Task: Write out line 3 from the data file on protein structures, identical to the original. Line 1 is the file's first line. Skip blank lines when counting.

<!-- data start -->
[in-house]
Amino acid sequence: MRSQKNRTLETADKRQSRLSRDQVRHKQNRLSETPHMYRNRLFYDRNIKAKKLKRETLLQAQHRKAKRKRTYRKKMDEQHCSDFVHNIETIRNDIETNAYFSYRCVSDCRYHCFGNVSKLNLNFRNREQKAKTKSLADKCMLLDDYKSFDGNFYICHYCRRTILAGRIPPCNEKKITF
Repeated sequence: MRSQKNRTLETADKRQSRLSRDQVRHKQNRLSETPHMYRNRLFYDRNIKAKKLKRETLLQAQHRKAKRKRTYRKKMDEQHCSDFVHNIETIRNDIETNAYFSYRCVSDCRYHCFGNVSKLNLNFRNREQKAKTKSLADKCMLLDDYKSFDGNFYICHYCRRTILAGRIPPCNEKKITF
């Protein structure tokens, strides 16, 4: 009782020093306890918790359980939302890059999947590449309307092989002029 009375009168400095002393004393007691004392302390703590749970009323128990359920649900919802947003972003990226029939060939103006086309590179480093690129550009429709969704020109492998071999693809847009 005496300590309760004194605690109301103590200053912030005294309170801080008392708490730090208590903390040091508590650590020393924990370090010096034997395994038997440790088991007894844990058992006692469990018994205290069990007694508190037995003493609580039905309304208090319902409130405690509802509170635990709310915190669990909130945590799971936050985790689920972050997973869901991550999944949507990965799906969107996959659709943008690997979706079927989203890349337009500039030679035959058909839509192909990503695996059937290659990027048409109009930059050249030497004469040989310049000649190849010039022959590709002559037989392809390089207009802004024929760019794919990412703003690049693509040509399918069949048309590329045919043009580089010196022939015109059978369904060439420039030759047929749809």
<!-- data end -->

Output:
Repeated sequence: MRSQKNRTLETADKRQSRLSRDQVRHKQNRLSETPHMYRNRLFYDRNIKAKKLKRETLLQAQHRKAKRKRTYRKKMDEQHCSDFVHNIETIRNDIETNAYFSYRCVSDCRYHCFGNVSKLNLNFRNREQKAKTKSLADKCMLLDDYKSFDGNFYICHYCRRTILAGRIPPCNEKKITF